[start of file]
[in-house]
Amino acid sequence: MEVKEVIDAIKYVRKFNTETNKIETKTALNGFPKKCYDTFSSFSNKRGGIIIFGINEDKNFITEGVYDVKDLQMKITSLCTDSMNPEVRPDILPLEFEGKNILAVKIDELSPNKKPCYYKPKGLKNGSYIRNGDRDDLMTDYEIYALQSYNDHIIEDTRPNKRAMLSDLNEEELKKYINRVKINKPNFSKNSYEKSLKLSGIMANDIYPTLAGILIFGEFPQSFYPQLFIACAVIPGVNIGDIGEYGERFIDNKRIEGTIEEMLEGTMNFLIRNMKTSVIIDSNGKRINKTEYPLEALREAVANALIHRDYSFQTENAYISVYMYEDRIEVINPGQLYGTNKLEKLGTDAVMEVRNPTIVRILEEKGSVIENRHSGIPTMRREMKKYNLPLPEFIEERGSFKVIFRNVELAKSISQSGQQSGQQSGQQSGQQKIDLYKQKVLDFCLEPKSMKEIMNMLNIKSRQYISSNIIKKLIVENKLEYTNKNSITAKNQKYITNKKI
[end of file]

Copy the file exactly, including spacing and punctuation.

[in-house]
Amino acid sequence: MEVKEVIDAIKYVRKFNTETNKIETKTALNGFPKKCYDTFSSFSNKRGGIIIFGINEDKNFITEGVYDVKDLQMKITSLCTDSMNPEVRPDILPLEFEGKNILAVKIDELSPNKKPCYYKPKGLKNGSYIRNGDRDDLMTDYEIYALQSYNDHIIEDTRPNKRAMLSDLNEEELKKYINRVKINKPNFSKNSYEKSLKLSGIMANDIYPTLAGILIFGEFPQSFYPQLFIACAVIPGVNIGDIGEYGERFIDNKRIEGTIEEMLEGTMNFLIRNMKTSVIIDSNGKRINKTEYPLEALREAVANALIHRDYSFQTENAYISVYMYEDRIEVINPGQLYGTNKLEKLGTDAVMEVRNPTIVRILEEKGSVIENRHSGIPTMRREMKKYNLPLPEFIEERGSFKVIFRNVELAKSISQSGQQSGQQSGQQSGQQKIDLYKQKVLDFCLEPKSMKEIMNMLNIKSRQYISSNIIKKLIVENKLEYTNKNSITAKNQKYITNKKI